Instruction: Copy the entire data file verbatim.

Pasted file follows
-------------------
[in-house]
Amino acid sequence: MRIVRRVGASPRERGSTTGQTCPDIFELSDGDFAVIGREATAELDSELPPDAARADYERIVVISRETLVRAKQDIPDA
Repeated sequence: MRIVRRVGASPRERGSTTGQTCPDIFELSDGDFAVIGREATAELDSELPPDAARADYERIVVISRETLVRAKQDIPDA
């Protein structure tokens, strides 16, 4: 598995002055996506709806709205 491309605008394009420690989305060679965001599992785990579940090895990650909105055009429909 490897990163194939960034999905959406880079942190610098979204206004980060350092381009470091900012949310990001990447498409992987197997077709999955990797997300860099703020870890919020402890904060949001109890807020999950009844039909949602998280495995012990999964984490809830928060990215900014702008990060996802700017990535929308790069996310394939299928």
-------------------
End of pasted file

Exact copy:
[in-house]
Amino acid sequence: MRIVRRVGASPRERGSTTGQTCPDIFELSDGDFAVIGREATAELDSELPPDAARADYERIVVISRETLVRAKQDIPDA
Repeated sequence: MRIVRRVGASPRERGSTTGQTCPDIFELSDGDFAVIGREATAELDSELPPDAARADYERIVVISRETLVRAKQDIPDA
């Protein structure tokens, strides 16, 4: 598995002055996506709806709205 491309605008394009420690989305060679965001599992785990579940090895990650909105055009429909 490897990163194939960034999905959406880079942190610098979204206004980060350092381009470091900012949310990001990447498409992987197997077709999955990797997300860099703020870890919020402890904060949001109890807020999950009844039909949602998280495995012990999964984490809830928060990215900014702008990060996802700017990535929308790069996310394939299928």